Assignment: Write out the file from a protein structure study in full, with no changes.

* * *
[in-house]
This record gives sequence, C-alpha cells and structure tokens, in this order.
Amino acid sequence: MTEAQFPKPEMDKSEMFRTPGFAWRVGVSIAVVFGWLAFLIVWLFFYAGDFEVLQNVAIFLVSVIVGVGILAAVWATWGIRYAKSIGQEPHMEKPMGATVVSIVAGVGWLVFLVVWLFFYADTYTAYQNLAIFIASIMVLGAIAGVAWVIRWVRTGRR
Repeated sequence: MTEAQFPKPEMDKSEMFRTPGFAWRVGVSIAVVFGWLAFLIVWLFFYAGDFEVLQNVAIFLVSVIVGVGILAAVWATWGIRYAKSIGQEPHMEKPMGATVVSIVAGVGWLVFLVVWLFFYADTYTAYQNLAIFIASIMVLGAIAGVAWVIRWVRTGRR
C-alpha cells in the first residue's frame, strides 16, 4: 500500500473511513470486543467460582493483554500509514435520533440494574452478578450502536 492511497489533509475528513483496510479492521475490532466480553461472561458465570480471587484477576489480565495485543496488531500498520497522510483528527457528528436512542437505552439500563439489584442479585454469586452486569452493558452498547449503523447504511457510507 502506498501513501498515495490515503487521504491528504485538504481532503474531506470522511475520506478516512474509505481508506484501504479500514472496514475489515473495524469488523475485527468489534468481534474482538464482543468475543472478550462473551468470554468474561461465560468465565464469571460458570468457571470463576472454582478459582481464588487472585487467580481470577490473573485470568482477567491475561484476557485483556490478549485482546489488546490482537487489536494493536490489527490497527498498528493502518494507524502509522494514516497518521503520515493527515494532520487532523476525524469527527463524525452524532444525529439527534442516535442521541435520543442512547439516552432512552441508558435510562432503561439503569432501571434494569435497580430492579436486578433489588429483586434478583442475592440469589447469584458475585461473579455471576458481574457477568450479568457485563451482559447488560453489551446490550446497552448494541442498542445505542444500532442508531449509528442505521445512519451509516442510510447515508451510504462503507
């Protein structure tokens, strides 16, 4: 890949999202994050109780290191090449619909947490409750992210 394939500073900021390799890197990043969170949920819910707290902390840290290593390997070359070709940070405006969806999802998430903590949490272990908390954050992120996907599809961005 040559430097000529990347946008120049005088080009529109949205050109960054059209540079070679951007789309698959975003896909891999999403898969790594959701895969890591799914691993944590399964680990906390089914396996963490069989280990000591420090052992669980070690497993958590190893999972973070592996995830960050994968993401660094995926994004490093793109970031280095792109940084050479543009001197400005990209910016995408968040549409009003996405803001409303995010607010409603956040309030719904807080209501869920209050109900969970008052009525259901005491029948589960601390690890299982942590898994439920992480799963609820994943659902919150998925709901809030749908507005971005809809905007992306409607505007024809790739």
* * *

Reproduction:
[in-house]
This record gives sequence, C-alpha cells and structure tokens, in this order.
Amino acid sequence: MTEAQFPKPEMDKSEMFRTPGFAWRVGVSIAVVFGWLAFLIVWLFFYAGDFEVLQNVAIFLVSVIVGVGILAAVWATWGIRYAKSIGQEPHMEKPMGATVVSIVAGVGWLVFLVVWLFFYADTYTAYQNLAIFIASIMVLGAIAGVAWVIRWVRTGRR
Repeated sequence: MTEAQFPKPEMDKSEMFRTPGFAWRVGVSIAVVFGWLAFLIVWLFFYAGDFEVLQNVAIFLVSVIVGVGILAAVWATWGIRYAKSIGQEPHMEKPMGATVVSIVAGVGWLVFLVVWLFFYADTYTAYQNLAIFIASIMVLGAIAGVAWVIRWVRTGRR
C-alpha cells in the first residue's frame, strides 16, 4: 500500500473511513470486543467460582493483554500509514435520533440494574452478578450502536 492511497489533509475528513483496510479492521475490532466480553461472561458465570480471587484477576489480565495485543496488531500498520497522510483528527457528528436512542437505552439500563439489584442479585454469586452486569452493558452498547449503523447504511457510507 502506498501513501498515495490515503487521504491528504485538504481532503474531506470522511475520506478516512474509505481508506484501504479500514472496514475489515473495524469488523475485527468489534468481534474482538464482543468475543472478550462473551468470554468474561461465560468465565464469571460458570468457571470463576472454582478459582481464588487472585487467580481470577490473573485470568482477567491475561484476557485483556490478549485482546489488546490482537487489536494493536490489527490497527498498528493502518494507524502509522494514516497518521503520515493527515494532520487532523476525524469527527463524525452524532444525529439527534442516535442521541435520543442512547439516552432512552441508558435510562432503561439503569432501571434494569435497580430492579436486578433489588429483586434478583442475592440469589447469584458475585461473579455471576458481574457477568450479568457485563451482559447488560453489551446490550446497552448494541442498542445505542444500532442508531449509528442505521445512519451509516442510510447515508451510504462503507
């Protein structure tokens, strides 16, 4: 890949999202994050109780290191090449619909947490409750992210 394939500073900021390799890197990043969170949920819910707290902390840290290593390997070359070709940070405006969806999802998430903590949490272990908390954050992120996907599809961005 040559430097000529990347946008120049005088080009529109949205050109960054059209540079070679951007789309698959975003896909891999999403898969790594959701895969890591799914691993944590399964680990906390089914396996963490069989280990000591420090052992669980070690497993958590190893999972973070592996995830960050994968993401660094995926994004490093793109970031280095792109940084050479543009001197400005990209910016995408968040549409009003996405803001409303995010607010409603956040309030719904807080209501869920209050109900969970008052009525259901005491029948589960601390690890299982942590898994439920992480799963609820994943659902919150998925709901809030749908507005971005809809905007992306409607505007024809790739």